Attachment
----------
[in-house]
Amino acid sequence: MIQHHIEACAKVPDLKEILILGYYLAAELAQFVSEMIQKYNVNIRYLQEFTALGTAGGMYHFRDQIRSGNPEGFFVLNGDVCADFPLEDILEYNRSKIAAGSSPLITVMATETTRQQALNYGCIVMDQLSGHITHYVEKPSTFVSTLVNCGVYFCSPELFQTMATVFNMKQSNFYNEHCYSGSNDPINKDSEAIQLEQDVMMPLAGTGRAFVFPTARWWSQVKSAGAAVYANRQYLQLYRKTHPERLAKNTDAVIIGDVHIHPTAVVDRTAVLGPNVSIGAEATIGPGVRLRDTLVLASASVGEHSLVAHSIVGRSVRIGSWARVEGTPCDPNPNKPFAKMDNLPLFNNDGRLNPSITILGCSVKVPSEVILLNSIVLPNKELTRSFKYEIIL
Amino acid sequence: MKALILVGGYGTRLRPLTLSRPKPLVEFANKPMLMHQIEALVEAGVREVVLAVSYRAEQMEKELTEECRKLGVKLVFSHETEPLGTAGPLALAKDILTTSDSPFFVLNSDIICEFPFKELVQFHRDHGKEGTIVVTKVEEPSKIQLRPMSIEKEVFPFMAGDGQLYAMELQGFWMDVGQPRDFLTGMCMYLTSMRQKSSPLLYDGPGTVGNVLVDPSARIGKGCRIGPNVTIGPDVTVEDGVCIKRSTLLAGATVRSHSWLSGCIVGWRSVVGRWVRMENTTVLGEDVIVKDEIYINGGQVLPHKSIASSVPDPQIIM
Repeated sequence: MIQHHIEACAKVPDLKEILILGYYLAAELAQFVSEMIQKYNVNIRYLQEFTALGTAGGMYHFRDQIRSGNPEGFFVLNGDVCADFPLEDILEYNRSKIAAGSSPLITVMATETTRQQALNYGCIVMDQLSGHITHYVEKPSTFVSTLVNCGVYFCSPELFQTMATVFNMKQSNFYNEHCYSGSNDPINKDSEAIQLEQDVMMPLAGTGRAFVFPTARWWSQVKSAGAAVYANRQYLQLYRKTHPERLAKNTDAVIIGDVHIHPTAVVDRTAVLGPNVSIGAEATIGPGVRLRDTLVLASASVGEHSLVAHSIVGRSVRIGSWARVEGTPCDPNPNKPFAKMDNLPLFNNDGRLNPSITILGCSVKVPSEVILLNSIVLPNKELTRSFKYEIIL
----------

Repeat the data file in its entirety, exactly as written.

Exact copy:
[in-house]
Amino acid sequence: MIQHHIEACAKVPDLKEILILGYYLAAELAQFVSEMIQKYNVNIRYLQEFTALGTAGGMYHFRDQIRSGNPEGFFVLNGDVCADFPLEDILEYNRSKIAAGSSPLITVMATETTRQQALNYGCIVMDQLSGHITHYVEKPSTFVSTLVNCGVYFCSPELFQTMATVFNMKQSNFYNEHCYSGSNDPINKDSEAIQLEQDVMMPLAGTGRAFVFPTARWWSQVKSAGAAVYANRQYLQLYRKTHPERLAKNTDAVIIGDVHIHPTAVVDRTAVLGPNVSIGAEATIGPGVRLRDTLVLASASVGEHSLVAHSIVGRSVRIGSWARVEGTPCDPNPNKPFAKMDNLPLFNNDGRLNPSITILGCSVKVPSEVILLNSIVLPNKELTRSFKYEIIL
Amino acid sequence: MKALILVGGYGTRLRPLTLSRPKPLVEFANKPMLMHQIEALVEAGVREVVLAVSYRAEQMEKELTEECRKLGVKLVFSHETEPLGTAGPLALAKDILTTSDSPFFVLNSDIICEFPFKELVQFHRDHGKEGTIVVTKVEEPSKIQLRPMSIEKEVFPFMAGDGQLYAMELQGFWMDVGQPRDFLTGMCMYLTSMRQKSSPLLYDGPGTVGNVLVDPSARIGKGCRIGPNVTIGPDVTVEDGVCIKRSTLLAGATVRSHSWLSGCIVGWRSVVGRWVRMENTTVLGEDVIVKDEIYINGGQVLPHKSIASSVPDPQIIM
Repeated sequence: MIQHHIEACAKVPDLKEILILGYYLAAELAQFVSEMIQKYNVNIRYLQEFTALGTAGGMYHFRDQIRSGNPEGFFVLNGDVCADFPLEDILEYNRSKIAAGSSPLITVMATETTRQQALNYGCIVMDQLSGHITHYVEKPSTFVSTLVNCGVYFCSPELFQTMATVFNMKQSNFYNEHCYSGSNDPINKDSEAIQLEQDVMMPLAGTGRAFVFPTARWWSQVKSAGAAVYANRQYLQLYRKTHPERLAKNTDAVIIGDVHIHPTAVVDRTAVLGPNVSIGAEATIGPGVRLRDTLVLASASVGEHSLVAHSIVGRSVRIGSWARVEGTPCDPNPNKPFAKMDNLPLFNNDGRLNPSITILGCSVKVPSEVILLNSIVLPNKELTRSFKYEIIL